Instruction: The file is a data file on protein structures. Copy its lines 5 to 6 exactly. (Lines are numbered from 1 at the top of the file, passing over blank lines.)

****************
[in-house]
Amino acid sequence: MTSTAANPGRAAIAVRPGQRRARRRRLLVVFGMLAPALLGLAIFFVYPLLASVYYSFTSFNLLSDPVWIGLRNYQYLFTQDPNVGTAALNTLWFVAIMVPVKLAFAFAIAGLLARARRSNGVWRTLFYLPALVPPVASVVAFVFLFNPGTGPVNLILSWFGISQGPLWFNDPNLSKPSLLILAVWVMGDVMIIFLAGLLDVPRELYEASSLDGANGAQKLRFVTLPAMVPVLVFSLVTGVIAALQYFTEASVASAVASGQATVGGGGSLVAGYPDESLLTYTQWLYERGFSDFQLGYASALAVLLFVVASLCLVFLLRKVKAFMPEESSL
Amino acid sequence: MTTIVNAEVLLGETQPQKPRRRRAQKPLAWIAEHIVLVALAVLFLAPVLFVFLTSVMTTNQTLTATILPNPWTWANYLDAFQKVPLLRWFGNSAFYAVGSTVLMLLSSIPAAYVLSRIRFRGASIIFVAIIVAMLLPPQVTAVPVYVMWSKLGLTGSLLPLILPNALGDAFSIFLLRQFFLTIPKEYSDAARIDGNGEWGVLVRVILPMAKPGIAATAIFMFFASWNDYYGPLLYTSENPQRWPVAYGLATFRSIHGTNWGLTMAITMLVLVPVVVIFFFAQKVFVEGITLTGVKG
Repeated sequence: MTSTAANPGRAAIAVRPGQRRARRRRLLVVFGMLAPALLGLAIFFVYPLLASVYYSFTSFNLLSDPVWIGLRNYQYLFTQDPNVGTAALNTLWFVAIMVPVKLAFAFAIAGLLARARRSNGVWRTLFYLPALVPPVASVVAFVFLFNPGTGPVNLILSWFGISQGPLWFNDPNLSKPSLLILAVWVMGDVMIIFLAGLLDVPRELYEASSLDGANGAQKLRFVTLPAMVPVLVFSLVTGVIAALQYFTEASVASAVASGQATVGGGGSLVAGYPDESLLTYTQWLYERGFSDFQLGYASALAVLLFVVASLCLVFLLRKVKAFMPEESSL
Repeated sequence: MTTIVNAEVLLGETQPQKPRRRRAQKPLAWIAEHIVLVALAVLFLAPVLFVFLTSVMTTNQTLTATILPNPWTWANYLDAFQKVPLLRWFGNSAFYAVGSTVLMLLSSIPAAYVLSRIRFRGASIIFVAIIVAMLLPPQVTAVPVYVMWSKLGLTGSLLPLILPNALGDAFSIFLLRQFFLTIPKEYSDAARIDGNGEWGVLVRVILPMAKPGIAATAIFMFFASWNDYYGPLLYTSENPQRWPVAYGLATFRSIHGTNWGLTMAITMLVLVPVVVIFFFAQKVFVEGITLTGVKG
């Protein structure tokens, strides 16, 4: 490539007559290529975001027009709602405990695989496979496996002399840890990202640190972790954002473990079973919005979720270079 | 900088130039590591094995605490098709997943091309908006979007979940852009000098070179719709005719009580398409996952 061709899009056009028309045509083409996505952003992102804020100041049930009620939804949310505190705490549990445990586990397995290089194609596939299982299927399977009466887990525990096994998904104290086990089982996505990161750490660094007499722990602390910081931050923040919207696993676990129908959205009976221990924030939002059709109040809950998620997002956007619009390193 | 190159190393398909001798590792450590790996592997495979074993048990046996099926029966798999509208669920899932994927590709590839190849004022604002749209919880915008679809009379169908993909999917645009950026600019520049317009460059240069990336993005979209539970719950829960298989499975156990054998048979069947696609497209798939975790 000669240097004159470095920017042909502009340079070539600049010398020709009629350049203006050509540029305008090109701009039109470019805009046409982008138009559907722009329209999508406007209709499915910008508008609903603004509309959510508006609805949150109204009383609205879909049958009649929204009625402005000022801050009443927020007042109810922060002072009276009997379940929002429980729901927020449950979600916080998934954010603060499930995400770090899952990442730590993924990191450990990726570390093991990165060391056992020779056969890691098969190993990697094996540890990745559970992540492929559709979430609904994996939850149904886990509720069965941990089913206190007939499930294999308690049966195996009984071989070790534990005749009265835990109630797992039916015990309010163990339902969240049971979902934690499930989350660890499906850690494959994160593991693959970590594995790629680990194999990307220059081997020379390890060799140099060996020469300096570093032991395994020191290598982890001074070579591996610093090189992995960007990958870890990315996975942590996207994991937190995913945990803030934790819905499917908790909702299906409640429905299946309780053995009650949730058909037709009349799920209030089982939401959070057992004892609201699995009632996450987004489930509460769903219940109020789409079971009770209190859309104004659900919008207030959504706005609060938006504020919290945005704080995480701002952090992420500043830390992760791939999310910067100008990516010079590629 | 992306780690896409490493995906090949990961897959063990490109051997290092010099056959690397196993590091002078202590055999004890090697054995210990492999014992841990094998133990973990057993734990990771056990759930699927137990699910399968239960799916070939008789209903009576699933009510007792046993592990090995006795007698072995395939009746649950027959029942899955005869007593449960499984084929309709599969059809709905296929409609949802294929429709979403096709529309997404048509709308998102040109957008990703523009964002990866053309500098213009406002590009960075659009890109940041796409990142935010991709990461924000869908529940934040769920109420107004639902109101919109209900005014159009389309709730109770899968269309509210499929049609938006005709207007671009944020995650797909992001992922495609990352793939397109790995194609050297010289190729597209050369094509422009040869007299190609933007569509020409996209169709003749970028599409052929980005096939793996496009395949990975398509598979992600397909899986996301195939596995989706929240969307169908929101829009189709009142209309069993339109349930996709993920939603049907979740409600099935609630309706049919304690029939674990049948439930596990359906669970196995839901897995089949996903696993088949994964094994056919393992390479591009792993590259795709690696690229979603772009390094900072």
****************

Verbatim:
Repeated sequence: MTTIVNAEVLLGETQPQKPRRRRAQKPLAWIAEHIVLVALAVLFLAPVLFVFLTSVMTTNQTLTATILPNPWTWANYLDAFQKVPLLRWFGNSAFYAVGSTVLMLLSSIPAAYVLSRIRFRGASIIFVAIIVAMLLPPQVTAVPVYVMWSKLGLTGSLLPLILPNALGDAFSIFLLRQFFLTIPKEYSDAARIDGNGEWGVLVRVILPMAKPGIAATAIFMFFASWNDYYGPLLYTSENPQRWPVAYGLATFRSIHGTNWGLTMAITMLVLVPVVVIFFFAQKVFVEGITLTGVKG
């Protein structure tokens, strides 16, 4: 490539007559290529975001027009709602405990695989496979496996002399840890990202640190972790954002473990079973919005979720270079 | 900088130039590591094995605490098709997943091309908006979007979940852009000098070179719709005719009580398409996952 061709899009056009028309045509083409996505952003992102804020100041049930009620939804949310505190705490549990445990586990397995290089194609596939299982299927399977009466887990525990096994998904104290086990089982996505990161750490660094007499722990602390910081931050923040919207696993676990129908959205009976221990924030939002059709109040809950998620997002956007619009390193 | 190159190393398909001798590792450590790996592997495979074993048990046996099926029966798999509208669920899932994927590709590839190849004022604002749209919880915008679809009379169908993909999917645009950026600019520049317009460059240069990336993005979209539970719950829960298989499975156990054998048979069947696609497209798939975790 000669240097004159470095920017042909502009340079070539600049010398020709009629350049203006050509540029305008090109701009039109470019805009046409982008138009559907722009329209999508406007209709499915910008508008609903603004509309959510508006609805949150109204009383609205879909049958009649929204009625402005000022801050009443927020007042109810922060002072009276009997379940929002429980729901927020449950979600916080998934954010603060499930995400770090899952990442730590993924990191450990990726570390093991990165060391056992020779056969890691098969190993990697094996540890990745559970992540492929559709979430609904994996939850149904886990509720069965941990089913206190007939499930294999308690049966195996009984071989070790534990005749009265835990109630797992039916015990309010163990339902969240049971979902934690499930989350660890499906850690494959994160593991693959970590594995790629680990194999990307220059081997020379390890060799140099060996020469300096570093032991395994020191290598982890001074070579591996610093090189992995960007990958870890990315996975942590996207994991937190995913945990803030934790819905499917908790909702299906409640429905299946309780053995009650949730058909037709009349799920209030089982939401959070057992004892609201699995009632996450987004489930509460769903219940109020789409079971009770209190859309104004659900919008207030959504706005609060938006504020919290945005704080995480701002952090992420500043830390992760791939999310910067100008990516010079590629 | 992306780690896409490493995906090949990961897959063990490109051997290092010099056959690397196993590091002078202590055999004890090697054995210990492999014992841990094998133990973990057993734990990771056990759930699927137990699910399968239960799916070939008789209903009576699933009510007792046993592990090995006795007698072995395939009746649950027959029942899955005869007593449960499984084929309709599969059809709905296929409609949802294929429709979403096709529309997404048509709308998102040109957008990703523009964002990866053309500098213009406002590009960075659009890109940041796409990142935010991709990461924000869908529940934040769920109420107004639902109101919109209900005014159009389309709730109770899968269309509210499929049609938006005709207007671009944020995650797909992001992922495609990352793939397109790995194609050297010289190729597209050369094509422009040869007299190609933007569509020409996209169709003749970028599409052929980005096939793996496009395949990975398509598979992600397909899986996301195939596995989706929240969307169908929101829009189709009142209309069993339109349930996709993920939603049907979740409600099935609630309706049919304690029939674990049948439930596990359906669970196995839901897995089949996903696993088949994964094994056919393992390479591009792993590259795709690696690229979603772009390094900072």